I started week one of my time in Nizhniy Novgorod by teaching a class for the entire student body of the local Orthodox Seminary. As it is often the case, most of the seminarians took it first as just one more of their Apologetics courses. They occupied the back of the large auditorium, and it took some time for them to realize what they were about to see and to hear: a completely new way of presenting the Gospel from strictly rational and historic perspective. A group of lay church leaders and catechism teachers were also invited to the event. They took the front rows and immediately engaged in the ad hoc Q&A sessions which were conveniently provided by the computer freezing after a dozen slides. (The hosts had insisted on using their system for the presentation.)[Read more…]
Vladivostok is only (!) nine time zones away from Minnesota — if you travel West. Due to the sanctions, however, there are no flights into Russia from that direction at this point. My route, instead, will cross the eastern half of North America, the Atlantic Ocean, all of Europe, and almost all of Asia. A total of eighteen hours in flight plus seven hours on the bus–with multiple layovers–will bring me to my next destination: the Russian Far East.
I will then teach and preach at local parishes and be a keynote speaker for their week-long Regional Youth Conference. Schools will still be out of session, but teachers will already be coming back for conferences. I will catch four of them (conferences, not teachers) before I leave again, making my way back across two thirds of the globe.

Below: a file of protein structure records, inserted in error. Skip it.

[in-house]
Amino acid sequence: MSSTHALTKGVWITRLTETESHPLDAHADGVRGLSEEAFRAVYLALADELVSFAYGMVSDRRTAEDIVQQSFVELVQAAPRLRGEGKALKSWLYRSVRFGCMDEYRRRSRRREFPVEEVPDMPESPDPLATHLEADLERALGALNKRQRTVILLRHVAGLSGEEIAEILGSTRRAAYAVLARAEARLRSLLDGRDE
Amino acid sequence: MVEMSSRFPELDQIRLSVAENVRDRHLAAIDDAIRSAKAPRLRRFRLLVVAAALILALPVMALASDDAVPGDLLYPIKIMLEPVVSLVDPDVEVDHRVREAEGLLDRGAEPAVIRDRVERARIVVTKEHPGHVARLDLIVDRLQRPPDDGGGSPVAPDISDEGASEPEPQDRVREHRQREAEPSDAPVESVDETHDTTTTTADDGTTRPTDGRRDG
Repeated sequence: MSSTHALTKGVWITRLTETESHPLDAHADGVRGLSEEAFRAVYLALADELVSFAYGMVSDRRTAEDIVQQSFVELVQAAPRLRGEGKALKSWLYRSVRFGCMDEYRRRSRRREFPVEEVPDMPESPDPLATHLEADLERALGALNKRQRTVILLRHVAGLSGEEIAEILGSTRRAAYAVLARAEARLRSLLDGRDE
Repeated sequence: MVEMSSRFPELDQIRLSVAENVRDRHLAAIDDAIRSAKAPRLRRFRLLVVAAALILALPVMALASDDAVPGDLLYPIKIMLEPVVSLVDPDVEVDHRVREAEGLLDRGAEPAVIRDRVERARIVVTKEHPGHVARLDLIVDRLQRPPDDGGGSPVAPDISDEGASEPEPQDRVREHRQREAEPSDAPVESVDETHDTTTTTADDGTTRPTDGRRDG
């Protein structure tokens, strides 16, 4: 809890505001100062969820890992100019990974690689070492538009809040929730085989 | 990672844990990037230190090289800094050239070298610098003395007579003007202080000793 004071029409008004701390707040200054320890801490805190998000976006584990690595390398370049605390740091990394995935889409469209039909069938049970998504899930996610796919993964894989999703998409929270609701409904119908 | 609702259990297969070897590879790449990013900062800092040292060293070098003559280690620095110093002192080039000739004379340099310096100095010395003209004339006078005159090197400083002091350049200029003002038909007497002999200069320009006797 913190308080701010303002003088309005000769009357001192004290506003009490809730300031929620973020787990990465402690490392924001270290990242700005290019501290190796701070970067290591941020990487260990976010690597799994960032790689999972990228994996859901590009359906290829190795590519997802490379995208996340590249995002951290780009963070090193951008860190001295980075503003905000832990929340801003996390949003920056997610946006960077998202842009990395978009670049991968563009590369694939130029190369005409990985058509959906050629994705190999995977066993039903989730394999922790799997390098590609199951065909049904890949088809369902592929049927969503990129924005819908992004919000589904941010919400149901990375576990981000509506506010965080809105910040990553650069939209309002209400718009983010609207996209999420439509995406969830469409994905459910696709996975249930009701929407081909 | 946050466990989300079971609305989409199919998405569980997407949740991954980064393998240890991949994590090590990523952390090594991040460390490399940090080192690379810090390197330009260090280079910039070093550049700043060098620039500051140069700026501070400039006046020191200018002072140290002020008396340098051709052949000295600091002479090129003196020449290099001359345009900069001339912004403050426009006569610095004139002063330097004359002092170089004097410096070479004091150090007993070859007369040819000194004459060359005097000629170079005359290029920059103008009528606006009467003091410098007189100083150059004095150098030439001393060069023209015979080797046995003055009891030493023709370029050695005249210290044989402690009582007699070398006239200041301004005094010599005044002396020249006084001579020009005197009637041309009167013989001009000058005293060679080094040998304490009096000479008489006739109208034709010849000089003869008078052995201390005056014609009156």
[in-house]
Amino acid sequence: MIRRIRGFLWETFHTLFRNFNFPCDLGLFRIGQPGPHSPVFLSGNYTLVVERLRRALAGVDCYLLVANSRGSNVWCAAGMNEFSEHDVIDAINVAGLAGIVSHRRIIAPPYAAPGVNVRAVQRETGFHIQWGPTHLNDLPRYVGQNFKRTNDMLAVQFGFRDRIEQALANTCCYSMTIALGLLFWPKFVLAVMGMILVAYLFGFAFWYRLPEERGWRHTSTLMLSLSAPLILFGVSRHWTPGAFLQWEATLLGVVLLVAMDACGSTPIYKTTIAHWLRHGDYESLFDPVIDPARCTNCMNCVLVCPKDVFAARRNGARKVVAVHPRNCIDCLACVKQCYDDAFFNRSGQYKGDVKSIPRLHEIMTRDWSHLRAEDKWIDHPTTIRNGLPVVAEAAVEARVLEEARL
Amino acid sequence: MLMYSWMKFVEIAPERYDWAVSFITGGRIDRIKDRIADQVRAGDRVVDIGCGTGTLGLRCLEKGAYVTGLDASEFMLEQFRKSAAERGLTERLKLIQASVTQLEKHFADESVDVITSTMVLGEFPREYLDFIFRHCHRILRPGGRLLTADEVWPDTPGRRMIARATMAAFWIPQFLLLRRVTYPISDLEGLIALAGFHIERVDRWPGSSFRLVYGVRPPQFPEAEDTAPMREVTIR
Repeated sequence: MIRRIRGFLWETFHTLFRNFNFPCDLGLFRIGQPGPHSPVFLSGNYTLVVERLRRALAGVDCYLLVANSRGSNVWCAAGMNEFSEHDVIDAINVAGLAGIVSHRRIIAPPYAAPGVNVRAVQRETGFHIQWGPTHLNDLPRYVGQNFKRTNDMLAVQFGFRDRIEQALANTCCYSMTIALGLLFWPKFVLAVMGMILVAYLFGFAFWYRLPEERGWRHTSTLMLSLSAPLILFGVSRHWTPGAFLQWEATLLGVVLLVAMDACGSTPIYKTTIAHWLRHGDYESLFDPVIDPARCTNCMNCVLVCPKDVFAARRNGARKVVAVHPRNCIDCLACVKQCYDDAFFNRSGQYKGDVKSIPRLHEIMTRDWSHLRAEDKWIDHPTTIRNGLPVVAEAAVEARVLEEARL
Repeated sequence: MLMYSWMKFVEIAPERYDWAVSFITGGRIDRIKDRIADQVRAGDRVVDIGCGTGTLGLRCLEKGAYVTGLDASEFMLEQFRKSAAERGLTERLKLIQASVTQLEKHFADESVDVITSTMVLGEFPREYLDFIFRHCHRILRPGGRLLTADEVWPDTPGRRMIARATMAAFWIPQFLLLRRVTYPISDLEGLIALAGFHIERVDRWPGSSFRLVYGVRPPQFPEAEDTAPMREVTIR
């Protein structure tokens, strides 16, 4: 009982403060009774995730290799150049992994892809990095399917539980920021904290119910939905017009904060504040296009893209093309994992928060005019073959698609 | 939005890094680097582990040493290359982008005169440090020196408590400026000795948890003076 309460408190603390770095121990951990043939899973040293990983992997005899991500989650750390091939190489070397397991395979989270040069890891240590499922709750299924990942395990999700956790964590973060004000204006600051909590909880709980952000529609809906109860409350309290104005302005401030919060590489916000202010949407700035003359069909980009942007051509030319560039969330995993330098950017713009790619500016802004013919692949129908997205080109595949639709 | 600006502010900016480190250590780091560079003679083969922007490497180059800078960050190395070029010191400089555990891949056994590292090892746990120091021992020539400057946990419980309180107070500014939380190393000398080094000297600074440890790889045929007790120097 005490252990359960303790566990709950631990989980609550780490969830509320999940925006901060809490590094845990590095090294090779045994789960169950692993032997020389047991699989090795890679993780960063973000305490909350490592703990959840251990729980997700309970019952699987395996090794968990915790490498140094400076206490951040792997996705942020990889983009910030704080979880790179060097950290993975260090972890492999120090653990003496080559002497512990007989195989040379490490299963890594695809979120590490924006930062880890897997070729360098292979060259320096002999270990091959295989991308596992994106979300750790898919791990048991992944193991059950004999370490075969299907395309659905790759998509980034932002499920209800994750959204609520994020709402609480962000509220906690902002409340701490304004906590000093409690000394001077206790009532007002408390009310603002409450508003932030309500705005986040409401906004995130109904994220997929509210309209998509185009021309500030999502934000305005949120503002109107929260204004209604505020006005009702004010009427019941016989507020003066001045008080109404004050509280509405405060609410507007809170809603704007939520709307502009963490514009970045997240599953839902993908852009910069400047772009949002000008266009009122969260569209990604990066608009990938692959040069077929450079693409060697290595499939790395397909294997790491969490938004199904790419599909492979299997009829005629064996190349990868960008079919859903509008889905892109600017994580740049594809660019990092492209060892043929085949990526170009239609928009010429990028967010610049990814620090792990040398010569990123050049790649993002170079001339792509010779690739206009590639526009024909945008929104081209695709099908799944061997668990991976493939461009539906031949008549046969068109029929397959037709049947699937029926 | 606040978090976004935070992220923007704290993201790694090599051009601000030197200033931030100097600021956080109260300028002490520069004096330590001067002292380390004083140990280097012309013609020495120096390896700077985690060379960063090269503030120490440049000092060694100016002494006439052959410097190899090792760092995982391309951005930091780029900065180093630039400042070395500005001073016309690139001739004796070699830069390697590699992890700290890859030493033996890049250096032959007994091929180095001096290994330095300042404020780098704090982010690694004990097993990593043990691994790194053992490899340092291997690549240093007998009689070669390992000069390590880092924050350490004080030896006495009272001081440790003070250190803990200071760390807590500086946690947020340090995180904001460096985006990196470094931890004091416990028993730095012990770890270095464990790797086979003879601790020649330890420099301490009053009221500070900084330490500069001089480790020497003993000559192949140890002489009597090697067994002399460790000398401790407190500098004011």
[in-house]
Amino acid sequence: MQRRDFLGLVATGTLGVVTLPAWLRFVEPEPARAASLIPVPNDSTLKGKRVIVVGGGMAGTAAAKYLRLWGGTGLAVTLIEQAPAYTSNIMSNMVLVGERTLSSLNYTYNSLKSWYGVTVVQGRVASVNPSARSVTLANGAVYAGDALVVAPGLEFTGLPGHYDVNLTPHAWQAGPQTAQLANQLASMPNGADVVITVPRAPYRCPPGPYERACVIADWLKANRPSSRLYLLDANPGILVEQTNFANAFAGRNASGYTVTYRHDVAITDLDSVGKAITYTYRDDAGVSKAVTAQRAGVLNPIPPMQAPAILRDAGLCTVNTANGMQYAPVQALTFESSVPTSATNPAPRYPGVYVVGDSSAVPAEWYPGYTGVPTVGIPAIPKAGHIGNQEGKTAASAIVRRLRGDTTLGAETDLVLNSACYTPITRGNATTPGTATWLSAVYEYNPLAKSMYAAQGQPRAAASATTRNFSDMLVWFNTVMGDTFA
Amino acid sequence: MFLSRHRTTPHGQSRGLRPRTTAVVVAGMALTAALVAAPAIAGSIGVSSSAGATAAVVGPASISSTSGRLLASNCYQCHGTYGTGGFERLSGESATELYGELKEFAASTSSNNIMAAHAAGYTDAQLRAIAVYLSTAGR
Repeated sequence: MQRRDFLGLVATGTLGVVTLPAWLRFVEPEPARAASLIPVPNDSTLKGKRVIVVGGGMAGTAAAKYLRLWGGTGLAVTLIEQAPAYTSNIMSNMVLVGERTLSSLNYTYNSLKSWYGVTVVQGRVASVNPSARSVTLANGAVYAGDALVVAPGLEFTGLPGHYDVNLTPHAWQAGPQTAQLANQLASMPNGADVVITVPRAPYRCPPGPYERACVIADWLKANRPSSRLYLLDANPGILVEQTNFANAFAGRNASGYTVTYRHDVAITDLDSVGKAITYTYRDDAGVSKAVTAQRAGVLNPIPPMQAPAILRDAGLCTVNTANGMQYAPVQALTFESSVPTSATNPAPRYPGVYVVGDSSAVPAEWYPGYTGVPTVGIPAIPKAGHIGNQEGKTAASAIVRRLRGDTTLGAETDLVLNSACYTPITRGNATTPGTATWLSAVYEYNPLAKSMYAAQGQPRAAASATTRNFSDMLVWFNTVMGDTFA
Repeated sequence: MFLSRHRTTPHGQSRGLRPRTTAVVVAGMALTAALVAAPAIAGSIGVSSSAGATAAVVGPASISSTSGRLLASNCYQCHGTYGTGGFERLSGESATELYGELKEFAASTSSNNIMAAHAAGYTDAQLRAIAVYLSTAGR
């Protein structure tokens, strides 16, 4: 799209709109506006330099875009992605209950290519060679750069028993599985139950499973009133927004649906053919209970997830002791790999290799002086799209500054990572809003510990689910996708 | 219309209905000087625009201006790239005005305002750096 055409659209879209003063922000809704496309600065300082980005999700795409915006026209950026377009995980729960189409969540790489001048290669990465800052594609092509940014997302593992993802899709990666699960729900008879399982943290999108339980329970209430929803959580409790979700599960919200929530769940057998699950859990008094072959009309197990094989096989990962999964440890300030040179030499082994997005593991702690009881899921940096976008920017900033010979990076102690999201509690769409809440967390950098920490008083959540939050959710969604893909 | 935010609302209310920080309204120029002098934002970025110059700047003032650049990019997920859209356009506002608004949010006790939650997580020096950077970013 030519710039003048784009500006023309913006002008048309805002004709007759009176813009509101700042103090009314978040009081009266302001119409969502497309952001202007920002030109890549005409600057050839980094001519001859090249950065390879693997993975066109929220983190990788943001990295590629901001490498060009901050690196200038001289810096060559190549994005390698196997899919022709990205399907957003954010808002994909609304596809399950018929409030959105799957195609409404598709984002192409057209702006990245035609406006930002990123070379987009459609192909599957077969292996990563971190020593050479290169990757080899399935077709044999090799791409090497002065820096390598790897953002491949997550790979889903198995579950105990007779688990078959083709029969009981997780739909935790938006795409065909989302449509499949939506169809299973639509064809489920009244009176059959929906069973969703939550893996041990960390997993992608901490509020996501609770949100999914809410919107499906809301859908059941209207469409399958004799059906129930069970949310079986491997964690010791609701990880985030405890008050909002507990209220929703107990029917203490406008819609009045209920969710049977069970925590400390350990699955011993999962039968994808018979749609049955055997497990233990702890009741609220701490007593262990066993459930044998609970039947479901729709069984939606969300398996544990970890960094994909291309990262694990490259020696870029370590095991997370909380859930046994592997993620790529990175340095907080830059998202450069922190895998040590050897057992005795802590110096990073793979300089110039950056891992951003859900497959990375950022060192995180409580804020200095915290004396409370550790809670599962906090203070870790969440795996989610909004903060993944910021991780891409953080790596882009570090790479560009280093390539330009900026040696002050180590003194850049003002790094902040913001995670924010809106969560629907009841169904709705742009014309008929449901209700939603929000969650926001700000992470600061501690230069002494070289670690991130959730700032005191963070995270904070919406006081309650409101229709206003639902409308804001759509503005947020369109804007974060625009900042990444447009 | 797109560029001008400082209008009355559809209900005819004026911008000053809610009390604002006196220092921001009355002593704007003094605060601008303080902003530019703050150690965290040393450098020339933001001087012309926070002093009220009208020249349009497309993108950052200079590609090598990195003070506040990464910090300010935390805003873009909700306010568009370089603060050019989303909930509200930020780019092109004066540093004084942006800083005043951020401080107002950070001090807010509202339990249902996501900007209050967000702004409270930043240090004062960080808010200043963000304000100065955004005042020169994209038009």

“It is not cold enough for Oleg here in Minnesota, so he leaves for Siberia next Sunday. Let’s pray for him!” – announced our priest jokingly after the service. It is not, in fact, that much colder in Russia these days, and I feel well prepared for the trip. What does indeed give me the chills is the temperature of the political relations between our two countries that is most reminiscent of the Cold War years. I will have to be extra cautious not to engage in any potential confrontations or heated discussion with my audiences and to concentrate on the most important and meaningful subject of my presentations: the Word of God.[Read more…]
I am back in MN… one day early than expected. It did not occur to me until I landed in Chicago that I would actually gain a whole extra day of my life if I keep going east from the Far East of Russia all the way back home. Well, I needed that day to recover from a very busy travelling and teaching schedule of the last three weeks.
Two classes in the city of Bryansk – one in the Orthodox Diocese Center and one in a Baptist church – presented an opportunity to try my new material on friendly audiences. Most recent archeological findings (first publication in August of 2017) of the rare chalkstone vessel workshop discovered in Israel’s north provided a tantalizing link to the New Testament story of the Wedding at Cana, where Jesus performed his first miracle – transforming water held in six stone containers into wine. I loved to see the faces in my audience enthusiastically responding to this new evidence of historicity of the Gospel. [Read more…]